August 19, 2013
Over the past couple of years there have been a large number of startups gain attention and funding by promising the holiest of grails – effortless migration of workloads between cloud vendors. This promise, the basis of the hallowed concept of cloudbursting, was all the rage a few years ago. The list of vendors entering the space was extensive – from Ravello to CloudSwitch, from CloudVelocity to Cliqr – all were going for the high ground of migrating live workloads.
And then something changed. Almost imperceptibly the messaging that these companies used to describe what they offer morphed into something new. When CloudVelocity announced its general availability a month or so ago, I remarked about how the company had moved to articulating a disaster recovery value proposition for what it does. The spin from the company was that:
[they are] introducing a disaster recovery story to go alongside the workload portability one. In this way they believe they’re able to articulate a two step value proposition – seamless DR as an initial step. Since DR is a generally accepted first step for cloud usage, the company can leverage this fact by offering to enable the actual DR process. Thereafter they’re able to extend that message to their core workload migration story.
Joining this shifting space of messaging comes Ravello who this week announced its own worldwide general availability. This time the move is even more stark – the first paragraph of their announcement heralds the fact that:
enterprises can seamlessly use any leading public cloud to develop and test their existing on-premise applications.
Ravello goes on to (rightly) point out that organizations wishing to create real agility demand large test/dev environments and that standing these environments up on-premise doesn’t make a whole lot of sense. The barrier to doing test/dev in the cloud has of course been the differences in terms of technology stacks between the cloud provider and the on-premise production environment. By developing its “Cloud Application Hypervisor” essentially a bundled application stack that is deployable across environments, Ravello enables companies to duplicate their on-premise environment in a lower cost public cloud – currently AWS, Rackspace or HP Cloud.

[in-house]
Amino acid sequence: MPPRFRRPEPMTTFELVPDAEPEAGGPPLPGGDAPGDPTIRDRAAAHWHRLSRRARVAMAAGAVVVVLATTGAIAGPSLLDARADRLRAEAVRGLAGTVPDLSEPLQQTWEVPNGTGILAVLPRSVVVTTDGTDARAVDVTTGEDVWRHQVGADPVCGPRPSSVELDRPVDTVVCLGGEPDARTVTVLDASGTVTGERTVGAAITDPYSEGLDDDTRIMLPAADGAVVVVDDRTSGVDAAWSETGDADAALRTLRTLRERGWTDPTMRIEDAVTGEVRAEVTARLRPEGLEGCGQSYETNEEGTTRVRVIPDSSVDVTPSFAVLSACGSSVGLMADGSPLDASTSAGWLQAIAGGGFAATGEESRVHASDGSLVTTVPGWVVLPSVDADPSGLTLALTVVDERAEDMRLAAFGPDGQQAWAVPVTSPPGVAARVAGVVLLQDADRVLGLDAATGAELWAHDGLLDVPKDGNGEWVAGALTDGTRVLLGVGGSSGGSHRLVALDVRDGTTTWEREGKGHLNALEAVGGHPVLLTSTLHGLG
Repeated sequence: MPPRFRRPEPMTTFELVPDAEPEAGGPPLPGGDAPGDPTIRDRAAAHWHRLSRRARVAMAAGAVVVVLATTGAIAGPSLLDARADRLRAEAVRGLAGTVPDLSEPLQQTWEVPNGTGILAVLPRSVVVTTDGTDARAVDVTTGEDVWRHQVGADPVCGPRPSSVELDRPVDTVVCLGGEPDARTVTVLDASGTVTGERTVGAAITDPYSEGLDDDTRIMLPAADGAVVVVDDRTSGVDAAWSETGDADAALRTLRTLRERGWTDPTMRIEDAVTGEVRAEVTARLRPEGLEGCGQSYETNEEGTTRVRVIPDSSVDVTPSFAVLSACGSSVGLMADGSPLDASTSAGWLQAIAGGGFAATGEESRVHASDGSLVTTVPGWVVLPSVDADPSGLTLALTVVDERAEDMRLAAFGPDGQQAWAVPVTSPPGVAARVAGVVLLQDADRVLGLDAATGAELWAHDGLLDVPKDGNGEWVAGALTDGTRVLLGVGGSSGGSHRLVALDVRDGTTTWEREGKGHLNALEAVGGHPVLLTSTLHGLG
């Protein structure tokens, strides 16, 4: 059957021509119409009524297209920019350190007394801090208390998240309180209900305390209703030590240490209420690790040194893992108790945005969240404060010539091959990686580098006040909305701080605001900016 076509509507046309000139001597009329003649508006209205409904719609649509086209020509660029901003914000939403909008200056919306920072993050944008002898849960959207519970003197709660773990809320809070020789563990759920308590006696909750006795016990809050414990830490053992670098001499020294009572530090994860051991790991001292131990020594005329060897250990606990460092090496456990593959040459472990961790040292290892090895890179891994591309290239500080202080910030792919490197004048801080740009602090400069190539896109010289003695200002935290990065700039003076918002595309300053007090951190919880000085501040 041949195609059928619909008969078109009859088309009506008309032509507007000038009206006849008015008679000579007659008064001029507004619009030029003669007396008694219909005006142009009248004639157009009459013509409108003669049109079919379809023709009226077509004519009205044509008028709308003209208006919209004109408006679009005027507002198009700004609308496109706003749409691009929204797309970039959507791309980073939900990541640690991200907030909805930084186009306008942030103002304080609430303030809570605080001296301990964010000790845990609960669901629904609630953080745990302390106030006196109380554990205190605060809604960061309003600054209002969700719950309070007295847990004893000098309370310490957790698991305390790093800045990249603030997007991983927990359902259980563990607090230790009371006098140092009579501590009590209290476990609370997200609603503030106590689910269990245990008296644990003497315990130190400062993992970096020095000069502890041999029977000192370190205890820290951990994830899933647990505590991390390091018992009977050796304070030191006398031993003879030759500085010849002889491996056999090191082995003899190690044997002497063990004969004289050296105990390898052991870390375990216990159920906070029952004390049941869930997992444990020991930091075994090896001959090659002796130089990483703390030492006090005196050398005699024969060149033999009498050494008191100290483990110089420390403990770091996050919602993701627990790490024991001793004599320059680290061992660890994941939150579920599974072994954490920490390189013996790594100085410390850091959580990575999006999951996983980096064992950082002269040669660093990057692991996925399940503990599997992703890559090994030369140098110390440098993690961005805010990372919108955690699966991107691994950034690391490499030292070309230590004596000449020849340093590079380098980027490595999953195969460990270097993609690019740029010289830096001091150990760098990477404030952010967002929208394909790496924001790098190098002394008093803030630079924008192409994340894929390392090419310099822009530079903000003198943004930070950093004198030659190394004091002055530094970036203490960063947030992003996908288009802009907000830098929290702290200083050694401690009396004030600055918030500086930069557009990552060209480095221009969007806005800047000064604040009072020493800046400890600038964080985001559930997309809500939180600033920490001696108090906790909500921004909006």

Don’t get me wrong, there is some real benefit here – building specific test/dev environments on-premise is expensive and time-consuming and thus places a barrier in the way of more nimble application-based innovation That’s all good. But….
As I mentioned back in February, Ravello garnered significant attention, not to mention $26M in VC funding, with the promise of that holy grail, truly live application portability and cloudbursting. Dev/text is undeniably a useful and valuable service, but in a world where, at least over time, organization will be building production environments with similar architectures to public cloud ones (An OpenStack-based private cloud and HP Cloud public for example) the problem they’re solving is less widespread then before.
Of course one could take the view that this move into a more prosaic and less fabled technical space is a logical reaction to the reality that organizations DON’T ACTUALLY WANT CLOUDBURSTING. It’s an exciting prospect, but one which is largely irrelevant when it comes to the coalface of enterprise IT.
It seems a widespread change of focus is underway – these companies with lofty ideals will now more strongly move into the space dominated by the likes of Rightscale and enStratius – there’s a big opportunity there, but also a crowded marketplace. I suspect that the wide selection of these sorts of vendors will be greatly reduced over the coming years.